Following two days of casting ballots — and years of grassroots organizing — Northwestern University graduate students voted Thursday to unionize and will join the United Electrical, Radio and Machine Workers of America.
“On Day 99 of being affiliated with UE, we got our ballot count,” said Sara Bowden, a fourth-year doctorate candidate in music theory and cognition and a co-chair of Northwestern University Graduate Workers. “Generations of graduate students have been fighting for this effort at Northwestern for years.”
The National Labor Relations Board moderated the election between Tuesday and Wednesday at the Evanston and Chicago campuses. Of the 2,893 students eligible to vote, 1,644 voted in favor of unionization, and 114 voted against it.
Bowden, who was at the National Labor Relations Board office downtown for the ballot-counting process, said the “power of being together” was felt strongly throughout the campaign and while votes were being tallied.
“We aren’t allowed to take pictures, but it was a beautiful image to watch an entire 20-foot-long table filled with yes votes,” Bowden said.
The NUGW-EU is composed of graduate student employees enrolled in degree-granting programs at Northwestern who provide research or instructional service to the university, which includes research assistants, graduate assistants, teaching assistants and fellows.
Under the now-legally recognized union, NUGW-UE will begin negotiating precisely who else will be eligible to vote when they bargain.
Emilie Lozier, one of the elected co-chairs for NUGW and a fifth-year doctorate candidate in the chemistry department at Northwestern, said there are over 3,000 graduate student workers at the university.
Based on a survey sent out to all graduate students last spring, Lozier said the organization collected about 1,900 responses to create a five-point platform with goals centering on competitive pay, professional standards in labs and classrooms, power to address misconduct, comprehensive health care, and financial support for international students.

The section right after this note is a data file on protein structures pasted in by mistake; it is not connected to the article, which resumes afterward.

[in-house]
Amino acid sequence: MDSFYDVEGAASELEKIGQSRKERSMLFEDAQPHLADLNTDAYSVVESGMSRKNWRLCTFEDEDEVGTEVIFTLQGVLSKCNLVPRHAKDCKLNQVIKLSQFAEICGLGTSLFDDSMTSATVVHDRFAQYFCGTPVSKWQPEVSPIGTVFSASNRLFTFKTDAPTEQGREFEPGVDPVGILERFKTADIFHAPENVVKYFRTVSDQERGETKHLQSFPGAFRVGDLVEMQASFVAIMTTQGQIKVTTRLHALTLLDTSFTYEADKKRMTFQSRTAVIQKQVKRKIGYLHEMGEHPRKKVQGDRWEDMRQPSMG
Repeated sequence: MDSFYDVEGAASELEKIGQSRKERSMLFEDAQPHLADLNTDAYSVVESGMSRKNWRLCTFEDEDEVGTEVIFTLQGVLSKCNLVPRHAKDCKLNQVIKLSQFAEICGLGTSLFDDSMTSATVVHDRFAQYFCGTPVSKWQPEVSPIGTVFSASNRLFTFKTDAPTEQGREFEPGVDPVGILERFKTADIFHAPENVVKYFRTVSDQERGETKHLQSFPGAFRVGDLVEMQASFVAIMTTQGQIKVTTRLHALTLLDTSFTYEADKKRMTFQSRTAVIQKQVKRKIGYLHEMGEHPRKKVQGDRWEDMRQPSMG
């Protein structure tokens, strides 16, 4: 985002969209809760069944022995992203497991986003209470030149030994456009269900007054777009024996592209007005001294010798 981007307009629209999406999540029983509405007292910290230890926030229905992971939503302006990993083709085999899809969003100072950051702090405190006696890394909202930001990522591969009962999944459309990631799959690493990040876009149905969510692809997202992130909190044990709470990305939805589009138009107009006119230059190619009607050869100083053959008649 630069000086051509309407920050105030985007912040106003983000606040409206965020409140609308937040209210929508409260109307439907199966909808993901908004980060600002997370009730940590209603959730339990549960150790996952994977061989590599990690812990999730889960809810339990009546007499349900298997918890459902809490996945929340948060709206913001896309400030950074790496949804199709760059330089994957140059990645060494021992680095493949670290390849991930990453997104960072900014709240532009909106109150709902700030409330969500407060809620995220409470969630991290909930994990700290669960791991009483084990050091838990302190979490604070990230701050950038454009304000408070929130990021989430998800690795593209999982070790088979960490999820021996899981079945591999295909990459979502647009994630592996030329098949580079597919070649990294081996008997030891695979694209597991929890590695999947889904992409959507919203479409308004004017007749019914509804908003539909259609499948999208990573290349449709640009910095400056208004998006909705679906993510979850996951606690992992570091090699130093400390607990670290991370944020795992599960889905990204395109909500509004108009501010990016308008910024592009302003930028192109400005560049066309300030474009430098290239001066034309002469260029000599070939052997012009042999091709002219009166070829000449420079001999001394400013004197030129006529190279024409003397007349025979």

“We wanted to win the union as our tool to be able to have a say,” she said. “We want to fight for a competitive stipend that actually keeps up with our peer institutions, which is not currently the case. We want to fight for comprehensive health care including dental and vision — and we want to support our massive international student population.”
Lozier noted that international students, especially, often lack support from the institution.
“They uprooted their whole life to come and pursue an academic career in a different country,” she said. “We want to make sure their needs are met as well in the course of this contract.”
The NUGW joins a growing number of organizing efforts across Chicago and throughout the country, including at Yale and Harvard. Recently, students at the University of Chicago also filed for a union election in affiliation with UE.
“We’re in a moment right now where we’re all standing together,” Bowden said. “Graduate workers are standing up, supporting one another and saying, ‘We can do better; we have to do better.’”
A positive working relationship with Northwestern at the bargaining table made the process even more gratifying, Bowden said, pointing to an email sent by Provost Kathleen Hagerty and Kelly Mayo, dean of the graduate school and associate provost for graduate education, recognizing the victory.
In the email to students, Hagerty said in part, “Northwestern deeply values the contributions that graduate students make to its research and teaching missions. ... We thank the voters for casting ballots and respect their decision. We look forward to beginning the process of negotiating a collective bargaining agreement that works for both the University and graduate students within the bargaining unit.”
NUGW filed for election in November after the university chose to not voluntarily recognize the organization’s union with UE, but organizing among graduate workers has been going on for more than six years, Bowden said.
“Many of us, for the first time, walked into buildings today knowing that we are working a union job now,” Bowden said. “It’s an incredible feeling to know that finally all of this work has culminated in concrete protections for graduate students, as well as to preserve the things we love about the work that we do.”